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From the inside of the car, position the curved doubler plate as shown over the hole you just drilled. Add the spacer Wild Rides provides and insert the bolt as shown. We trimmed away the OEM rubber compound insulator so that the plate fit tightly against the floor. 

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All of the fasteners are in place, so the second ½-inch hole must be drilled next. Drill down from the interior side of the car. The reason is most drills that accept a ½-inch bit won’t clear from the bottom of the car. The pair of 3/8-inch holes is drilled from the bottom side first. More in the next photo:

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Here’s a look at the double from the bottom side. Basically, you tighten the bolts to sandwich the factory sheet metal, which in turn reinforces the works considerably. You’re done. 

 Battle Box

Wild Rides Race Cars offers a support system for the lower trailing (control) arm mount points used in the Mustang body structure. These support pieces fit the outboard curbside of the lower trailing arm pocket. Ford built the Mustang with a small semi-rectangular shaped opening alongside the pocket. The Battle Box is wiggled into place through this opening and reinforces the sheet metal at that point. Four 3/8-inch holes are drilled upward from the Battle Box and attach to a supplied 6 x 6-inch steel plate inside the car. The bolts are tightened, which in turn sandwiches the lower trailing arm structure. By design, the trailing arm bolt passes gh the Battle Box. As you get on the throttle, the forces pass through the trailing arm into the Battle Box. Loads are then spread out over a larger portion of the body structure (instead of being localized in stock form).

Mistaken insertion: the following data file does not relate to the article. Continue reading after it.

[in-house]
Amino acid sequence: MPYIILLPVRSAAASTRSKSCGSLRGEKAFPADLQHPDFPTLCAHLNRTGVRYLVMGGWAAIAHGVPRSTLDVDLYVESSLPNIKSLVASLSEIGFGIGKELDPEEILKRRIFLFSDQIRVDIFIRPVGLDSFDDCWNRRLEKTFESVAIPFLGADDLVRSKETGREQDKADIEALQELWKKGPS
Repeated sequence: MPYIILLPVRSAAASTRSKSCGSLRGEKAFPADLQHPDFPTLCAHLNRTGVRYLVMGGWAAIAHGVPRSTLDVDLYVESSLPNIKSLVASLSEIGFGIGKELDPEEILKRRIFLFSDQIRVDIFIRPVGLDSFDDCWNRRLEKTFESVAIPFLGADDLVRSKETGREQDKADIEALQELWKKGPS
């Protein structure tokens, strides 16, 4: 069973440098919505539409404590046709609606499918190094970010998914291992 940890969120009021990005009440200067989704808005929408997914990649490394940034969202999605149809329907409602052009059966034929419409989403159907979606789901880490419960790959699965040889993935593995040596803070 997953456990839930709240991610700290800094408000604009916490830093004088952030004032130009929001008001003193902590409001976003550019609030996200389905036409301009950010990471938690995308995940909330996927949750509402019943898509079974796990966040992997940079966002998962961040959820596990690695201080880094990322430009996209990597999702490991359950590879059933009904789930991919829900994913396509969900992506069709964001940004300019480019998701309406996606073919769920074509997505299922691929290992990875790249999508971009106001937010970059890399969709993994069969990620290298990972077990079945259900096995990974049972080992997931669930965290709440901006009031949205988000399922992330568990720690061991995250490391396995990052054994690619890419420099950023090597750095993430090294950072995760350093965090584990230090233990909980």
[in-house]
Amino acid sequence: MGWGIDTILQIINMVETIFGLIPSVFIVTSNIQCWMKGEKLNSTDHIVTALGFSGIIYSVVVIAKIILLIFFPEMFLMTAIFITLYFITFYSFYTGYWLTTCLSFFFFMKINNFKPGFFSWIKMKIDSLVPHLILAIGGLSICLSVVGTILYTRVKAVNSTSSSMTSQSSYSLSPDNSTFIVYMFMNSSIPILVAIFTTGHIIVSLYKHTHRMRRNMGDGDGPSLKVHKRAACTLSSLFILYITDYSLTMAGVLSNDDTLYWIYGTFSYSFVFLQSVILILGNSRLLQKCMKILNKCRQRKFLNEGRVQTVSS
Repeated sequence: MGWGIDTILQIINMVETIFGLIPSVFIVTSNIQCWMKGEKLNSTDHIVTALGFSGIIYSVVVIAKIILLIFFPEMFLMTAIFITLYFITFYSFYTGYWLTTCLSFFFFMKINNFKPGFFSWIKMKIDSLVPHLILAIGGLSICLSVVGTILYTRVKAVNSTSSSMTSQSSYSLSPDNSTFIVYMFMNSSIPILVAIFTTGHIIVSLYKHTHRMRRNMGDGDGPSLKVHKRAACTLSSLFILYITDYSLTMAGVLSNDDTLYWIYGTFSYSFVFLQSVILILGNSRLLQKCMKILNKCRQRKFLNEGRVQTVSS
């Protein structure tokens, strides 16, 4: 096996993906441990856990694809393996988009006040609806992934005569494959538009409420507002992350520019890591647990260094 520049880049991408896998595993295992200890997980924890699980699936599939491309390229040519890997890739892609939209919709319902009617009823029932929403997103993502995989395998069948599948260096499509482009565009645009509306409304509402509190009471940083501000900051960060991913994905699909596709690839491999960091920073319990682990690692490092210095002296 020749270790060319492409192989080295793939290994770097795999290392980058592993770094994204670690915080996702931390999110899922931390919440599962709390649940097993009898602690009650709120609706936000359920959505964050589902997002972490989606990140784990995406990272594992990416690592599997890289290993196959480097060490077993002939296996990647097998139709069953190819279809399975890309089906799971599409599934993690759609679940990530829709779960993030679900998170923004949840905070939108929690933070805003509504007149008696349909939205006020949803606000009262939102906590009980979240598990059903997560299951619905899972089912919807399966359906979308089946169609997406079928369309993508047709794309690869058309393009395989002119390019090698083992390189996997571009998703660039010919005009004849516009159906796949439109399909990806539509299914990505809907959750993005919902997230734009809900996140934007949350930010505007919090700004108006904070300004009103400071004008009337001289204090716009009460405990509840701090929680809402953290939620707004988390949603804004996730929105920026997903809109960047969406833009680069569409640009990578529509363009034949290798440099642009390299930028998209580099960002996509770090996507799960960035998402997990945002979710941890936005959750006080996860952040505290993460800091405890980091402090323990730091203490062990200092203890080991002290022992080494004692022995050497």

If you elect to use a frame connector that doesn’t tie directly into the lower trailing arm support, then the Battle Box is pretty much a must-have. Combined with the upper support kit covered in the article, these pieces resolve the bent, torn rear suspension mounting points Fox-body Mustangs are plagued with. FYI, Wild Rides offers the lower battle box separately (P/N 161531) or with the upper and lower supports as a package (P/N 16213).

List of the components used in this article:

Quantity        Part Number                                    Description

S&W Race Cars

1 set                40-720                        1979-93 Mustang subframe connector

Wild Rides Race Cars

1 set                161552                       Upper control arm support kit

Sources

S&W Race Cars
800.523.3353
Swracecars.com

Wild Rides Race Cars
732.751.1113
Wildridesracecars.com

Text and Photos by Wayne Scraba